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November 16, 1963

Vertiginous Temporal Lobe Seizures Stimulated by Functional Hyperinsulinism

Author Affiliations

San Francisco

Clinical Instructor in Psychiatry, University of California School of Medicine.

JAMA. 1963;186(7):726-727. doi:10.1001/jama.1963.63710070015019a

THE TRANSITORY LOWERING of blood sugar caused by functional hyperinsulinism can act as a metabolic trigger for an epileptic seizure, even if the potential for such a seizure is only latent. The patient described in this paper represents such an instance. In this case the seizures were limited to vertigo.1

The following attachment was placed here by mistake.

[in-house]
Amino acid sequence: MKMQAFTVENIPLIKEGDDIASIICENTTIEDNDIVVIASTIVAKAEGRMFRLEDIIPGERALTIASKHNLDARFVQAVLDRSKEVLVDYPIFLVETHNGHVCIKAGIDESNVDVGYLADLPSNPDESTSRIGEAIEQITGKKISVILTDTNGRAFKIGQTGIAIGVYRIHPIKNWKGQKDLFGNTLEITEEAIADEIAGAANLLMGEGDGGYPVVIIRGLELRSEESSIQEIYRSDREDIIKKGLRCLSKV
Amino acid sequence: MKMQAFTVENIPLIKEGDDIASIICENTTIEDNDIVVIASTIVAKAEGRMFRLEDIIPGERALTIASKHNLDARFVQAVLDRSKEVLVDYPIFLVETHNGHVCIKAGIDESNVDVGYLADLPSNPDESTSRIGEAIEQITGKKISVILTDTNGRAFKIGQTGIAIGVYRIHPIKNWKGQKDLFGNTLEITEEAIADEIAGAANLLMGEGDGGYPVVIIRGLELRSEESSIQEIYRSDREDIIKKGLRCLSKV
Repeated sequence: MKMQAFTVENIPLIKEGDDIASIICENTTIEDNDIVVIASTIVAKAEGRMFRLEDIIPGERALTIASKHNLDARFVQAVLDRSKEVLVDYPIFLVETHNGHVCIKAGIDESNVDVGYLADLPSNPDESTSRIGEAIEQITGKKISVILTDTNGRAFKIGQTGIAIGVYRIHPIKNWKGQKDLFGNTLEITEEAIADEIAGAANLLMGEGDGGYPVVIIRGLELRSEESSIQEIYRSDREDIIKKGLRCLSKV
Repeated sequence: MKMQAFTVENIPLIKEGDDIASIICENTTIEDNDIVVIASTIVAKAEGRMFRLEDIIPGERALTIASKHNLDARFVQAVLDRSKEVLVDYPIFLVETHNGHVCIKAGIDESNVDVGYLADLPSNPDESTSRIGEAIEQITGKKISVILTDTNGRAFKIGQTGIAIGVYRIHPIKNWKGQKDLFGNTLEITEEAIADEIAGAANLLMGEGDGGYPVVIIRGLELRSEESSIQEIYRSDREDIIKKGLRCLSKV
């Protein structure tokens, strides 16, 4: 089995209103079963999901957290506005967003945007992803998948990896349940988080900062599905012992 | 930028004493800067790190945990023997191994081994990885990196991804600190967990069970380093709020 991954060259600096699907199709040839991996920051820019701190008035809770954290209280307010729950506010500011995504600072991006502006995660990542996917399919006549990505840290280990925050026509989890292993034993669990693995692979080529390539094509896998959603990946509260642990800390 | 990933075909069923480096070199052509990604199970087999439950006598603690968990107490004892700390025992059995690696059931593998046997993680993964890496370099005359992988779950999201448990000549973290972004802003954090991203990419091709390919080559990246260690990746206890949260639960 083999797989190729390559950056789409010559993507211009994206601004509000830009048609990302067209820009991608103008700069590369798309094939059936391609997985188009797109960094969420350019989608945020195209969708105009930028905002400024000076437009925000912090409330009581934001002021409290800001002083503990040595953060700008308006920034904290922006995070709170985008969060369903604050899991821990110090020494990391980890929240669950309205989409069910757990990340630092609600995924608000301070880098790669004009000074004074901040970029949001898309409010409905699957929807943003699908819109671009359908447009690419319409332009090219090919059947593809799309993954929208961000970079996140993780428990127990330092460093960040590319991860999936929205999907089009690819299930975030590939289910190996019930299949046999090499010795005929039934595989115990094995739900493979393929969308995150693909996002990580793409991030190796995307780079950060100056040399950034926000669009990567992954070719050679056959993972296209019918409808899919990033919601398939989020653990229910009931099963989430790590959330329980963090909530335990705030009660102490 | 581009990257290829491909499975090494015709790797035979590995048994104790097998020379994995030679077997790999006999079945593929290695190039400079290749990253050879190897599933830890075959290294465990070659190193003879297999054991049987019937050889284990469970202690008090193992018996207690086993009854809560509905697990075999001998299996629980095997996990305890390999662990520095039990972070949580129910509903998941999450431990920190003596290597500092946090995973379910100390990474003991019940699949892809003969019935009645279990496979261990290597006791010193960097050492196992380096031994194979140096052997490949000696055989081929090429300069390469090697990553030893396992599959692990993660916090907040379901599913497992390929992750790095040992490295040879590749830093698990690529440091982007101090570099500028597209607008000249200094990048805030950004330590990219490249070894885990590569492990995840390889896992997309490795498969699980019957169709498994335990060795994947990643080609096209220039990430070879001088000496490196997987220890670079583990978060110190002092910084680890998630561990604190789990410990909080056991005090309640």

Most vertiginous seizures have their origin in the temporal lobe. Penfield and Kristiansen2 found that eight of nine patients whose seizures began with vertigo had lesions of the posterior temporal gyrus. Electrical stimulation of these lesions reproduced the vertigo of the seizure aura. When an abnormal neuronal discharge was limited to this area, the seizure was limited to vertigo.

It is known that hypoglycemic convulsions can be caused by administered insulin, pancreatic adenoma and postgastrectomy hypoglycemia. Functional hyperinsulinism has not been shown to cause convulsions. This is apparently due to the fact that the hypoglycemia is less severe

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